Stress Fracture

 

A Stress Fracture is an injury to the foot bones that happens over time due to overuse instead of a sudden, sharp blow. It is also sometimes known as a hairline fracture and happens most often in the Metatarsal bones.

What causes a Stress Fracture?

A stress fracture occurs when the foot muscles because exhausted by repeated activity and motion and can no longer absorb the shock and pressure. The bones then take on the repeated pressure and stress which causes hairline fractures to occur over time.

How do I know if I have a Stress Fracture?

What are the symptoms of a Stress Fracture?

  • Gradual, growing pain in the foot
  • Swelling
  • Pain when putting weight on your foot
  • Relief of pain when you stop physical activities

How is a Stress Fracture diagnosed?

  • Physical examination
  • MRI
  • Bone scan
  • X-ray (although some fractures are difficult to detect by x-ray alone or may not show up on x-ray for several weeks)

What can I do from home for a Stress Fracture?

What can I do to prevent a Stress Fracture?

  • Manage your weight
  • Avoid heavy physical activity if you’re not used to it. Start light and work your way up.
  • Avoid overdoing it when exercising.
  • Strengthening exercises
  • Wear shoes with good support when taking part in physical activities like sports or running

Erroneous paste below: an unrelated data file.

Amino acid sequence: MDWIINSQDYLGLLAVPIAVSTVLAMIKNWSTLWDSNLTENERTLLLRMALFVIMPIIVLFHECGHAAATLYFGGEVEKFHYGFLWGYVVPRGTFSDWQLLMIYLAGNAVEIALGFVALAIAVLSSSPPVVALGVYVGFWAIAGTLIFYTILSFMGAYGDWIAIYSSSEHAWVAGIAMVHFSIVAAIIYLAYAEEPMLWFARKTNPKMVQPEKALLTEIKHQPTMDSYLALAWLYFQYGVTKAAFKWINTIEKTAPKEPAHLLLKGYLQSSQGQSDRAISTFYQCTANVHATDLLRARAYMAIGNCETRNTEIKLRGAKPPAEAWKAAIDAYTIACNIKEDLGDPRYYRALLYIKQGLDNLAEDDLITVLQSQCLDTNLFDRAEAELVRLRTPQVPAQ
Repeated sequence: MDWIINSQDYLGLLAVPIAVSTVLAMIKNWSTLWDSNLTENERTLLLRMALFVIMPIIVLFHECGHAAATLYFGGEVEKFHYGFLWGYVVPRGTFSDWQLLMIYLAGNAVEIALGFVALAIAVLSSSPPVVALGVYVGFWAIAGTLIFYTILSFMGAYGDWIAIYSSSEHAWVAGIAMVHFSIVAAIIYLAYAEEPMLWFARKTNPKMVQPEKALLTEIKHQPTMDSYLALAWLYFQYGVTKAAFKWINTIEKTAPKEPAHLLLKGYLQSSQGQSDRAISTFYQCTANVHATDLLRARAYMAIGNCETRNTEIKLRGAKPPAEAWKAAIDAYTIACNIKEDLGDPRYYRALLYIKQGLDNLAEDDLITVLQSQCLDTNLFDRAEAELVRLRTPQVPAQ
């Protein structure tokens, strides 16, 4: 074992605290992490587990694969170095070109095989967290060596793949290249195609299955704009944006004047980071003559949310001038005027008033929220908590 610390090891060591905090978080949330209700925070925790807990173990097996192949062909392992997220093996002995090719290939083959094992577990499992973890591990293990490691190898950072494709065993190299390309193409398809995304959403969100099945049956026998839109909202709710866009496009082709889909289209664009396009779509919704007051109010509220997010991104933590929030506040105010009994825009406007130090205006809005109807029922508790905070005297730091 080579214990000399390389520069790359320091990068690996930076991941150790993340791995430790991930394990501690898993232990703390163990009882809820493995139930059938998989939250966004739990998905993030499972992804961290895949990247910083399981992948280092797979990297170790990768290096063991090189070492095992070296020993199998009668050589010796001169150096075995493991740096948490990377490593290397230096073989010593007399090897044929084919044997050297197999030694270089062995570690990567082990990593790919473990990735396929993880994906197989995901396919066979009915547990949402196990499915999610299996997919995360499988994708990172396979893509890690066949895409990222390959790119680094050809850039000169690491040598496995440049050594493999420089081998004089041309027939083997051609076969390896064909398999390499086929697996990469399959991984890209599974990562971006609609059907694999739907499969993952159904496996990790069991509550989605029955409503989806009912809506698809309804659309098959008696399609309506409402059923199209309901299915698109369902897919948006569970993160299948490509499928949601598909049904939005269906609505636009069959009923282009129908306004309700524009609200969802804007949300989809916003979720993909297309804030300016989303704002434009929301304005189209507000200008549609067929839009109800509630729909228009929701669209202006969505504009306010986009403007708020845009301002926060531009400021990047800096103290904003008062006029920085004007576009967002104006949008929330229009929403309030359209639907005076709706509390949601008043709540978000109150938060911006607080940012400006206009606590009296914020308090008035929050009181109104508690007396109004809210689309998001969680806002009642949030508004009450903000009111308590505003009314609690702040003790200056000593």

What treatments can I do from home for a Stress Fracture?

  • Rest - Get off your injured foot as soon as possible. Relieving weight and pressure will help your foot heal faster and avoid further injury.
  • Take pain-reducing medication if needed

When should I see a doctor for a Stress Fracture?

You should see a doctor for a Stress Fracture if your pain continues to worsen and you can no longer put weight on your foot.

Treatments your doctor may recommend for a Stress Fracture

  • Rest - Get off your injured foot as soon as possible. Relieving weight and pressure will help your foot heal faster and avoid further injury. Avoid weight-bearing or painful physical activity until your Stress Fracture is healed. This may mean using crutches, brace, or cane until then.
  • Ice - Rest or wrap your injured foot with ice as soon as possible. Ice helps prevent swelling and promotes faster healing time. Wrap the ice in a towel and avoid putting ice directly on the skin.
  • Compress - Immobilize the injured foot with a bandage or ankle brace. This gives your ankle stability and protects it from further injury. Make sure you don’t wrap your foot or ankle too tightly. You don’t want to cut off the blood supply to your foot.
  • Physical therapy
  • Sometimes a stiff-soled shoe or walking boot may be suggested